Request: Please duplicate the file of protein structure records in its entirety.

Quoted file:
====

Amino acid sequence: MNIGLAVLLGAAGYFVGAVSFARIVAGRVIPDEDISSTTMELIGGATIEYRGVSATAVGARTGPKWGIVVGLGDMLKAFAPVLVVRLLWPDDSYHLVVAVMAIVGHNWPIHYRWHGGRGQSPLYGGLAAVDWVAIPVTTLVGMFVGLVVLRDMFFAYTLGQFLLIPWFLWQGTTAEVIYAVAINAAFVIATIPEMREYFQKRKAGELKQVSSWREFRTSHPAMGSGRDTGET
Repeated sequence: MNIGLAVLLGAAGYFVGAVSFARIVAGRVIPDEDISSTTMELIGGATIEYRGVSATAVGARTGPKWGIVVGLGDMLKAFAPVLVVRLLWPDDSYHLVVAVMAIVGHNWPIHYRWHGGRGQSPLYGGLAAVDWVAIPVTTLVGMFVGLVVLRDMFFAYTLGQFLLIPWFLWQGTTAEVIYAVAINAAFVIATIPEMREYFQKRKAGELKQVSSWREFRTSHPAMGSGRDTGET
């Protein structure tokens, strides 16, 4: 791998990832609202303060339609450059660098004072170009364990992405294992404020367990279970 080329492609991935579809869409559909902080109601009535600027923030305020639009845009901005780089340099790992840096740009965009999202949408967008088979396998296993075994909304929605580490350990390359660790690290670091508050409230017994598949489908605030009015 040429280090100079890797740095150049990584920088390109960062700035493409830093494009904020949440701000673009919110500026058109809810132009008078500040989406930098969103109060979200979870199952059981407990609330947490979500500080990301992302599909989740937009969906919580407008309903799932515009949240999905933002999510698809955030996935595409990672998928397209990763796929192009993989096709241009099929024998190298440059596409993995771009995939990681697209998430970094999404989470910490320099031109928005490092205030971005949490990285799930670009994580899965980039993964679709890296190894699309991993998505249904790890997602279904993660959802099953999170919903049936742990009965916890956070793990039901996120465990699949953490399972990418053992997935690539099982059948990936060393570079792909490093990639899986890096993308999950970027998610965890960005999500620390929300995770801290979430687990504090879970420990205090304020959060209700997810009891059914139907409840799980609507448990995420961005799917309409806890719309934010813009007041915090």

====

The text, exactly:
Amino acid sequence: MNIGLAVLLGAAGYFVGAVSFARIVAGRVIPDEDISSTTMELIGGATIEYRGVSATAVGARTGPKWGIVVGLGDMLKAFAPVLVVRLLWPDDSYHLVVAVMAIVGHNWPIHYRWHGGRGQSPLYGGLAAVDWVAIPVTTLVGMFVGLVVLRDMFFAYTLGQFLLIPWFLWQGTTAEVIYAVAINAAFVIATIPEMREYFQKRKAGELKQVSSWREFRTSHPAMGSGRDTGET
Repeated sequence: MNIGLAVLLGAAGYFVGAVSFARIVAGRVIPDEDISSTTMELIGGATIEYRGVSATAVGARTGPKWGIVVGLGDMLKAFAPVLVVRLLWPDDSYHLVVAVMAIVGHNWPIHYRWHGGRGQSPLYGGLAAVDWVAIPVTTLVGMFVGLVVLRDMFFAYTLGQFLLIPWFLWQGTTAEVIYAVAINAAFVIATIPEMREYFQKRKAGELKQVSSWREFRTSHPAMGSGRDTGET
């Protein structure tokens, strides 16, 4: 791998990832609202303060339609450059660098004072170009364990992405294992404020367990279970 080329492609991935579809869409559909902080109601009535600027923030305020639009845009901005780089340099790992840096740009965009999202949408967008088979396998296993075994909304929605580490350990390359660790690290670091508050409230017994598949489908605030009015 040429280090100079890797740095150049990584920088390109960062700035493409830093494009904020949440701000673009919110500026058109809810132009008078500040989406930098969103109060979200979870199952059981407990609330947490979500500080990301992302599909989740937009969906919580407008309903799932515009949240999905933002999510698809955030996935595409990672998928397209990763796929192009993989096709241009099929024998190298440059596409993995771009995939990681697209998430970094999404989470910490320099031109928005490092205030971005949490990285799930670009994580899965980039993964679709890296190894699309991993998505249904790890997602279904993660959802099953999170919903049936742990009965916890956070793990039901996120465990699949953490399972990418053992997935690539099982059948990936060393570079792909490093990639899986890096993308999950970027998610965890960005999500620390929300995770801290979430687990504090879970420990205090304020959060209700997810009891059914139907409840799980609507448990995420961005799917309409806890719309934010813009007041915090």